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Old 07-11-2010, 15:53   #1
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Speed Difference ?

Ok, so the theoretical speed of a hull is based on the hull length....there is not much of a difference in realized speed between boats ranging +/- 5'.....which is @ .5 nm/h. That is assuming you are compaing the same make/model's different lengths.

So, take out the variables that would affect things, like skipper experience, sail area,...etc. Is there really that much realized speed between different "popular" monohulls of the same length? Given you are at @ 5-7 nm/hr, does the hull design, make a noticeable difference in the speed? Or does the design impact more of the handling and the ride?
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Old 07-11-2010, 16:27   #2
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Good question but you lost me. Its not hard to lose me though.

Assuming the hull waterlength is the same then hull speed should be nearly equal. Acceleration of a lighter boat with the same windspeed will be greater as will be deceleration.

As the waterline lengths increase it takes more added feet to increase by a knot of speed. Work the forumula on 10 feet, 15 feet, 20 feet, 25 feet etc. and you can see what I'm speaking about.

I hope that answers some of your question.

kind regards,
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Old 07-11-2010, 16:41   #3
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Its more of a question to hull design. Is a amatuer racer that much faster than a cruiser/day sailer? Or is it more a pure weight issue? Would it be noticable when sailing them as a comparison?

Speed is good but having a bit of creature comforts is handy when you want it.
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Old 07-11-2010, 17:31   #4
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Yes, the hull design makes a significant difference as to how easily and under what conditions when (and if) theoretical hull speed can be reached (or exceeded). Obviously wind conditions, rig and sail area, etc., effect that as well as you noted.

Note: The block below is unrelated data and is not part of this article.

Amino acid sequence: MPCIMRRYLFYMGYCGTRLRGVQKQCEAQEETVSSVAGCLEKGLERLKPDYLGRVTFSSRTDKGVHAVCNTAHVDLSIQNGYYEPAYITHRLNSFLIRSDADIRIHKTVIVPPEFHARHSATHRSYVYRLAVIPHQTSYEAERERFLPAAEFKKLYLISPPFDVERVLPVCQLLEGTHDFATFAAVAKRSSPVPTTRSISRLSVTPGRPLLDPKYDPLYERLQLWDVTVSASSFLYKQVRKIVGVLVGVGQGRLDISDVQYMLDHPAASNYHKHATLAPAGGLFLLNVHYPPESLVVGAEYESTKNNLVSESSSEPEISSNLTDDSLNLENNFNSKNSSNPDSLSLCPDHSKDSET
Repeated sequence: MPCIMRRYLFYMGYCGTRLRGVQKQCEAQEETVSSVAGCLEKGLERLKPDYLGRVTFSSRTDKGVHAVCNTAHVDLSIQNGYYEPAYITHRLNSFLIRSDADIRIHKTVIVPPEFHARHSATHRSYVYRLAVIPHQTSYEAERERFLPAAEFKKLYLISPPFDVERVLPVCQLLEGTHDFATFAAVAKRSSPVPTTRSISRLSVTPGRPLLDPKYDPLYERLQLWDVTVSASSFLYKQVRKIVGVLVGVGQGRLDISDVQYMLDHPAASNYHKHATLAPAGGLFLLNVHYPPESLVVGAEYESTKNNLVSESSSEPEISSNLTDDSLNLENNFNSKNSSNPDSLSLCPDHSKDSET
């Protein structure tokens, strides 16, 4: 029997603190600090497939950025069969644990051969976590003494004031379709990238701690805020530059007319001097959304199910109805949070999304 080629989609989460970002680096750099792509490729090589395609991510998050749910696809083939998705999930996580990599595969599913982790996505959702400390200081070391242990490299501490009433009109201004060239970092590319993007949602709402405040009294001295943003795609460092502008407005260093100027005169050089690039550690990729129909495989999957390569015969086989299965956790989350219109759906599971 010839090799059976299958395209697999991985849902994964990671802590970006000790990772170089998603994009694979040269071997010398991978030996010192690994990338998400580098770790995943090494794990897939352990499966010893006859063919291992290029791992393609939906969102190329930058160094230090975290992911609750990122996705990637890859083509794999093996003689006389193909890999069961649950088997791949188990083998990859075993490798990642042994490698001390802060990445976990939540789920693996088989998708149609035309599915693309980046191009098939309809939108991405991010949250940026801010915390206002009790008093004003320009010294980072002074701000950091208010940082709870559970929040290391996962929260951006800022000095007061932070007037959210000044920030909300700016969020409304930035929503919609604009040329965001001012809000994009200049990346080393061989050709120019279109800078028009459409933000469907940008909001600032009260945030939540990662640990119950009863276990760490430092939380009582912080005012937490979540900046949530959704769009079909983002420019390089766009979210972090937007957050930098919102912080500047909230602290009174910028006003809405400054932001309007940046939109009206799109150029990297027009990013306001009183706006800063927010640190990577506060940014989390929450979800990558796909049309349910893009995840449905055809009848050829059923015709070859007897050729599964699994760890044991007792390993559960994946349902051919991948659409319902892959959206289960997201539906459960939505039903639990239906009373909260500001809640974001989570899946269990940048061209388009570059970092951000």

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Old 07-11-2010, 17:37   #5
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Assuming that you are talking hulls that don't plane, the difference is found in lower winds. At higher wind speeds, the boats all end up at about the same speed. However, some boats can still point much higher which can lead to a better VMG. Also, waves play a big factor since some boats really get slowed down by them.

In all honesty, I think that the person sailing the boat has much more to do with it than the boat in a lot of circumstances. I am continually shocked by the much "faster" cruisers that I pass in my "slow" boat.
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Old 08-11-2010, 04:41   #6
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Originally Posted by houseboy View Post
, does the hull design, make a noticeable difference in the speed? Or does the design impact more of the handling and the ride?
This is a very interesting question! It would be more easy to answer if you were not writing in Swahili and added some extra details about you and your desires.

You initial post says you are looking for a boat to do weekly excursions at sea from San Fran Scisco (well some place in the USA?).

My 'thing' is very different. Long passages often well over 1,000 nms at a time.

Hull speed is partially about waterline length NOT overall length. LWL does not mean 'length of the water line' it means 'Load Water Line'. But basically for us its length in the straight line at the bow where it touches the water to the center of the stern where it touches the water.

in newer design boats the LWL is very close to the LOA but older boats the LWL is very much shorter that LOA.
Modern racing boats have a long LWL to LOA.

(Byt he way, remember that as you get closer to hull speed your boat becomes more and more unstable)

A modern 40 footer will sail much faster than a 1960's 40 footer because the LWL of the new one will be vastly longer.

If you are youngish and this is your first boat and you are going to be living in that area for a few years you might want to race you boat -either casually or seriously - at the local yacht club. No matter what the Brady Bunch taught you: Loosing Sux! You don't have to win, but coming rank last every Saturday afternoon smells bad, big time!

Racing imho teaches you more, quicker, than any other form of sailing. It doesn’t even need to be spinnakers and loads of cash, just casual racing is fine.